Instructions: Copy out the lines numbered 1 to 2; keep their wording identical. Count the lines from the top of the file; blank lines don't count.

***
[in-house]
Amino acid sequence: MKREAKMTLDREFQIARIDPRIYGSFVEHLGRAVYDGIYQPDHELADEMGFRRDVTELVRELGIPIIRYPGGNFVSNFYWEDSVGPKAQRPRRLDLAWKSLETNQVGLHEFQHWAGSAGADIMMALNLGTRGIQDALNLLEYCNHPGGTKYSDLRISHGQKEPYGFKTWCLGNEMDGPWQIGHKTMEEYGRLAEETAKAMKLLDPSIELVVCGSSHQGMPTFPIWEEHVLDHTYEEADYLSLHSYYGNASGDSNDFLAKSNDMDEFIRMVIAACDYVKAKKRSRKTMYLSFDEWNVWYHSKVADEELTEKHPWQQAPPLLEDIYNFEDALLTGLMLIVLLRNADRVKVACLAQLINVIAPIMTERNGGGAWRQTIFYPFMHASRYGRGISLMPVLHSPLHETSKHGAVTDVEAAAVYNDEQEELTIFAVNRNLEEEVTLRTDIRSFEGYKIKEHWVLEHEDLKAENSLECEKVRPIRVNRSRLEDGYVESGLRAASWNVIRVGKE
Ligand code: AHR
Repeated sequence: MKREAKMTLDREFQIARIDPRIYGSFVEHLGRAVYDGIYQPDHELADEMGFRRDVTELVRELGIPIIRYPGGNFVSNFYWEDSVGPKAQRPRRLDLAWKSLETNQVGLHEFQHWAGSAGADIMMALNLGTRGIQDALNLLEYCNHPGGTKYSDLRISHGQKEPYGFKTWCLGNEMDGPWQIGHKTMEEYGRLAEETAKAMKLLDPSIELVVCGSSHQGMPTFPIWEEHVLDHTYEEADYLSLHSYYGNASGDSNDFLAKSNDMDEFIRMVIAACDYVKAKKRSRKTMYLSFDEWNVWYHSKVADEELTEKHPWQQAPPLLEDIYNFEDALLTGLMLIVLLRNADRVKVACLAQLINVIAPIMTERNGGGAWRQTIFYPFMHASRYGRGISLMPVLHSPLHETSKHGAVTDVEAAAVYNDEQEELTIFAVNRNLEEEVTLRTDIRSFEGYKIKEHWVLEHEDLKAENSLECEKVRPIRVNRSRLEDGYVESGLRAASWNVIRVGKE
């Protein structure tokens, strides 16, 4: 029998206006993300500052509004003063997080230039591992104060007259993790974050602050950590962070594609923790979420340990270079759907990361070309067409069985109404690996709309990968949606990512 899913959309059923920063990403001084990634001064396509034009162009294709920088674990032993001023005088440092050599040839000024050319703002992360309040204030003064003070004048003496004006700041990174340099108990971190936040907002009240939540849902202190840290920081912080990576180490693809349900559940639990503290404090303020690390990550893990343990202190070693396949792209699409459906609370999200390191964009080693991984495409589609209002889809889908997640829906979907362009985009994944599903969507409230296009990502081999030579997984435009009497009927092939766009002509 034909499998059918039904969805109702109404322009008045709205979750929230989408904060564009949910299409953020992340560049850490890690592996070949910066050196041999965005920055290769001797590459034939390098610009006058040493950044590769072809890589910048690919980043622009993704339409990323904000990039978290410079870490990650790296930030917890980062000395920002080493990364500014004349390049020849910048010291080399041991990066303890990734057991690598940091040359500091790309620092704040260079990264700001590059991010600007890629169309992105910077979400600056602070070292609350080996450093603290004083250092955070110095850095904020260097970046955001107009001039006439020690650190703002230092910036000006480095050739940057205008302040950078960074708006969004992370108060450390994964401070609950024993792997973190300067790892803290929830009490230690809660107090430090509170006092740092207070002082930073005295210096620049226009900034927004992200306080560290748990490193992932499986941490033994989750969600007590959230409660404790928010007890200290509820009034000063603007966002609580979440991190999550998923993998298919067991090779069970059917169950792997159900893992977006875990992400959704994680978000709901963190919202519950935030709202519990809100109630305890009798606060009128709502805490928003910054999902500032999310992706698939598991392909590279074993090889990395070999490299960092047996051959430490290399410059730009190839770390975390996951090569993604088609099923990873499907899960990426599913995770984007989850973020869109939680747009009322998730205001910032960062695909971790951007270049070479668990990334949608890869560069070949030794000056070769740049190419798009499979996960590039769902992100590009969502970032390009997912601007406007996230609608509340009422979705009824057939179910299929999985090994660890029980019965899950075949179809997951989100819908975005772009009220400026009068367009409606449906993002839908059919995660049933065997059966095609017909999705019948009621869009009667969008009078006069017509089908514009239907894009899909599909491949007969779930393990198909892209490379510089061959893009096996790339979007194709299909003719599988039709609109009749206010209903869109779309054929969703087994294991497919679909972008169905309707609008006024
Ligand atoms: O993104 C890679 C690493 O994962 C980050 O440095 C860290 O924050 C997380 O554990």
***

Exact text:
[in-house]
Amino acid sequence: MKREAKMTLDREFQIARIDPRIYGSFVEHLGRAVYDGIYQPDHELADEMGFRRDVTELVRELGIPIIRYPGGNFVSNFYWEDSVGPKAQRPRRLDLAWKSLETNQVGLHEFQHWAGSAGADIMMALNLGTRGIQDALNLLEYCNHPGGTKYSDLRISHGQKEPYGFKTWCLGNEMDGPWQIGHKTMEEYGRLAEETAKAMKLLDPSIELVVCGSSHQGMPTFPIWEEHVLDHTYEEADYLSLHSYYGNASGDSNDFLAKSNDMDEFIRMVIAACDYVKAKKRSRKTMYLSFDEWNVWYHSKVADEELTEKHPWQQAPPLLEDIYNFEDALLTGLMLIVLLRNADRVKVACLAQLINVIAPIMTERNGGGAWRQTIFYPFMHASRYGRGISLMPVLHSPLHETSKHGAVTDVEAAAVYNDEQEELTIFAVNRNLEEEVTLRTDIRSFEGYKIKEHWVLEHEDLKAENSLECEKVRPIRVNRSRLEDGYVESGLRAASWNVIRVGKE